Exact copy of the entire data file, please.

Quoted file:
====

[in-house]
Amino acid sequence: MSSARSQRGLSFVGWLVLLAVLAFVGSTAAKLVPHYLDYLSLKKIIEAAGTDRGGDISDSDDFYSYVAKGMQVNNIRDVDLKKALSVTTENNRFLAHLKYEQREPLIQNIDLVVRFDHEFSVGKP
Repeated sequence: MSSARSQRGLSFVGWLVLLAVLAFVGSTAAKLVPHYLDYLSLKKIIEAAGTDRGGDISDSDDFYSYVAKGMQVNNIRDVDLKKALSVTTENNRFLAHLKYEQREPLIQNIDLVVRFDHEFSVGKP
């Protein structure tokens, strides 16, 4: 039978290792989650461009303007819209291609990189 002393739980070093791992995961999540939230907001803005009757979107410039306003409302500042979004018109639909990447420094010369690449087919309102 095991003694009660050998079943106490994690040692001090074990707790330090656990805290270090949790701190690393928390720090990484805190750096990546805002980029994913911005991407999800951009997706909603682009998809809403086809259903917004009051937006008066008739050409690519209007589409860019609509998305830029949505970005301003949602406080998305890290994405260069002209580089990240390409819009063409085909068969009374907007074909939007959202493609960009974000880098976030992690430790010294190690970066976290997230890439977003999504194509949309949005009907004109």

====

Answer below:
[in-house]
Amino acid sequence: MSSARSQRGLSFVGWLVLLAVLAFVGSTAAKLVPHYLDYLSLKKIIEAAGTDRGGDISDSDDFYSYVAKGMQVNNIRDVDLKKALSVTTENNRFLAHLKYEQREPLIQNIDLVVRFDHEFSVGKP
Repeated sequence: MSSARSQRGLSFVGWLVLLAVLAFVGSTAAKLVPHYLDYLSLKKIIEAAGTDRGGDISDSDDFYSYVAKGMQVNNIRDVDLKKALSVTTENNRFLAHLKYEQREPLIQNIDLVVRFDHEFSVGKP
């Protein structure tokens, strides 16, 4: 039978290792989650461009303007819209291609990189 002393739980070093791992995961999540939230907001803005009757979107410039306003409302500042979004018109639909990447420094010369690449087919309102 095991003694009660050998079943106490994690040692001090074990707790330090656990805290270090949790701190690393928390720090990484805190750096990546805002980029994913911005991407999800951009997706909603682009998809809403086809259903917004009051937006008066008739050409690519209007589409860019609509998305830029949505970005301003949602406080998305890290994405260069002209580089990240390409819009063409085909068969009374907007074909939007959202493609960009974000880098976030992690430790010294190690970066976290997230890439977003999504194509949309949005009907004109």